Thursday, 13 May 2021
Northern Australia Infrastructure Facility Amendment (Extension and Other Measures) Bill 2021; Second Reading
The Northern Australian Infrastructure Fund is already a failed slush fund. The Northern Australia Infrastructure Facility Amendment (Extension and Other Measures) Bill 2021 is only going to make it worse. It's such a pity. Infrastructure is so critical, and appropriate development of northern Australia is so critical. There are such opportunities for ecologically appropriate, socially appropriate, economically appropriate development to occur in northern Australia. In a better world with a better government we would be able to set up processes to facilitate, encourage and support that type of ecologically, socially and economically appropriate development. But the Northern Australia Infrastructure Fund is not the vehicle to do that. It has already been shown to be a failure. It is already not directing investment to where it should be directed, and it is clear, from the amendments to the act that are being put forward in this bill, that it is only going to get worse. Rather than having a facility that ensures that investment goes to appropriate developments, this is going to set it up as a slush fund for the government to fund their mates, to invest in the most inappropriate developments.
Essentially, the government are climate denialists. We are in a climate crisis. The world is in a climate crisis. The No. 1 global priority needs to be to work out how we, as a global community, shift out of burning polluting coal, gas and oil. Governments all around the world are tackling this big problem. Governments all around the world are committing themselves to working in the interests of the globe by urgently slashing carbon pollution to zero as quickly as possible—but not this government. This government, in this bill today, is saying that it wants to provide 'flexibility' to deliver for the Northern Territory and northern Australia. But, translated, what this means is that this government wants to deliver for its mates, the big fossil fuel companies.
This isn't just something that the Greens have thought up. It's very clear, from the statements that the minister has already made, what he wants to see the NAIF being used for. Keith Pitt, the resources minister, as we know, is a climate denialist; he does not understand, support and accept the reality of climate change and climate change science. He wants to see the NAIF doing things like opening up more opportunities for the Beetaloo infrastructure financing. That is just going to be a total carbon bomb, as well as destroying huge amounts of wonderful Northern Territory landscape. The amount of carbon that fracking the Beetaloo basin will release is, on its own, going to significantly increase carbon pollution globally. This is exactly the sort of development that should not be going ahead. It's exactly the sort of development, though, that this government wants to see funded under the NAIF. With infrastructure, as I said, we really have the opportunity to support the transition to a zero carbon, ecologically sustainable, socially sustainable economy, and that's what the NAIF could be, but it's what the NAIF is not.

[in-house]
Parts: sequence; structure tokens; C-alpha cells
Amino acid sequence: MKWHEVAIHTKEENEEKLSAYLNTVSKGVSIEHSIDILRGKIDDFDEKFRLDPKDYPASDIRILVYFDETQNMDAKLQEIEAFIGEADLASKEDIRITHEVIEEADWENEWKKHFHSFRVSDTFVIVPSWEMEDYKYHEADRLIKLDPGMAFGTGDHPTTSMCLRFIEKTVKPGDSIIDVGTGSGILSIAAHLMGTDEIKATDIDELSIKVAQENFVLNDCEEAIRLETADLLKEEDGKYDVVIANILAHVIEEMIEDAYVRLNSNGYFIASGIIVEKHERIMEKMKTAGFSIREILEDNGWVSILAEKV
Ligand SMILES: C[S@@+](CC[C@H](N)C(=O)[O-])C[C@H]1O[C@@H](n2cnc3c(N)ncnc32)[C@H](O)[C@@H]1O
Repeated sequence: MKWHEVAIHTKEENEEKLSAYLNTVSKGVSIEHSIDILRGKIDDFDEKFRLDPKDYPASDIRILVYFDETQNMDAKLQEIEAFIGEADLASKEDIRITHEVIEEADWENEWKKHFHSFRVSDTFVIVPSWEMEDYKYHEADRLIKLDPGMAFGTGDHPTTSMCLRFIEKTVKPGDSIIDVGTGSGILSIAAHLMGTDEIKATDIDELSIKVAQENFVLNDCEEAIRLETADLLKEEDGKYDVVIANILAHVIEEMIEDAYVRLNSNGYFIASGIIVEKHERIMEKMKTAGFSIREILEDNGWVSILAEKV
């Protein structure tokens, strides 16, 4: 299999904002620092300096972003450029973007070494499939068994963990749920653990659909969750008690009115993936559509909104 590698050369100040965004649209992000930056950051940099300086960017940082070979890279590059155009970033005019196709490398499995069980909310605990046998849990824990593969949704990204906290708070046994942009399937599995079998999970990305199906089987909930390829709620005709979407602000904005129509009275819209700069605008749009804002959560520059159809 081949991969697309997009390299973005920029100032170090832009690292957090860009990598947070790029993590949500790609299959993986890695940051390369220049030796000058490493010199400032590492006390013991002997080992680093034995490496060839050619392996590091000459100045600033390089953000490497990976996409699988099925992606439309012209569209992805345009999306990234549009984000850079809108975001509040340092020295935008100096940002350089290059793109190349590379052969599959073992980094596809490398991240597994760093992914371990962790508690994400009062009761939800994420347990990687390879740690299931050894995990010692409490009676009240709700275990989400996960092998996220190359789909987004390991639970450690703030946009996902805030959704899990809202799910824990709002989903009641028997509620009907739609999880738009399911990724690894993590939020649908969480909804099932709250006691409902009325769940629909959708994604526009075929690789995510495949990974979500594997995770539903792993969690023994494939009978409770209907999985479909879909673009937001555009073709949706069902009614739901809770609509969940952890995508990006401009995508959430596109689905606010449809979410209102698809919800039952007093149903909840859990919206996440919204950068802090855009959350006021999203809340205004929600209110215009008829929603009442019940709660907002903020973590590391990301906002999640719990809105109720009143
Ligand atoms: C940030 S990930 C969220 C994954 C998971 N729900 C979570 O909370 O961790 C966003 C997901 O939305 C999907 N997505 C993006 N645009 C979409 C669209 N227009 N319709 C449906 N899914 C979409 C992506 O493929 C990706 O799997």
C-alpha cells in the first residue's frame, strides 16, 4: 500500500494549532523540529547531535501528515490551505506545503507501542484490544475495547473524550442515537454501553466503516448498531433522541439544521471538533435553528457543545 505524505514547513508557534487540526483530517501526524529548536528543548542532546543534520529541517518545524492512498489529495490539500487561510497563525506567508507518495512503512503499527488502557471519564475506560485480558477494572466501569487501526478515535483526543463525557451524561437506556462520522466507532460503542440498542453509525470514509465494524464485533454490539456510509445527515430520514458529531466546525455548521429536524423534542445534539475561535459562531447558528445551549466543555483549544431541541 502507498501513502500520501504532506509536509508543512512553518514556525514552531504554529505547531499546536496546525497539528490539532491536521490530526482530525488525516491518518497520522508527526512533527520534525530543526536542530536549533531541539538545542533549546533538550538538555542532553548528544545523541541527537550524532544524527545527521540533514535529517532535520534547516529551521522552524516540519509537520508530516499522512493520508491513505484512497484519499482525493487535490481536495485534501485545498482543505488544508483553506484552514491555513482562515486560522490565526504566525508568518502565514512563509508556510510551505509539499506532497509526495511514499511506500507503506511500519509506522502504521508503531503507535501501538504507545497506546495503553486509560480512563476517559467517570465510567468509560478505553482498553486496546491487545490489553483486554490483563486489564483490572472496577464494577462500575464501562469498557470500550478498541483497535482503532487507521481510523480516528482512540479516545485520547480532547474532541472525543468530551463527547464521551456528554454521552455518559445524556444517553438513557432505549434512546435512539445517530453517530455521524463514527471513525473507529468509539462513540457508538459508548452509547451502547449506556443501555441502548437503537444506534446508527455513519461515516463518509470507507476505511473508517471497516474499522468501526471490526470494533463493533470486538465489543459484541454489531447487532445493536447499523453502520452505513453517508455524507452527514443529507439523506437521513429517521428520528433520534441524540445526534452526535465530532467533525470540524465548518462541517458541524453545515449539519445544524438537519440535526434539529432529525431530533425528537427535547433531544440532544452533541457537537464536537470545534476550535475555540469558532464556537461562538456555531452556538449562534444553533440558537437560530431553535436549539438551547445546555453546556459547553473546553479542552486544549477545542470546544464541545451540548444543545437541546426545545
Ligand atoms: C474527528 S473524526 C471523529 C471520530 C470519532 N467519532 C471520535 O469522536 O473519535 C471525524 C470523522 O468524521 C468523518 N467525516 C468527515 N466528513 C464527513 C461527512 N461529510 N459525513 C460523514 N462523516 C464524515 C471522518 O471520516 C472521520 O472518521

I want to go through some of the problems with this bill. There are four, basically. The first of the problems is that it's actually going against everything that this place is saying needs to happen, in terms of facilities like this: to maintain the independence and the ability of an organisation like the NAIF to make decisions on the basis of good information from the people who are advising them. Requiring the secretary of the department to be a member of the NAIF board is actually going to increase ministerial influence.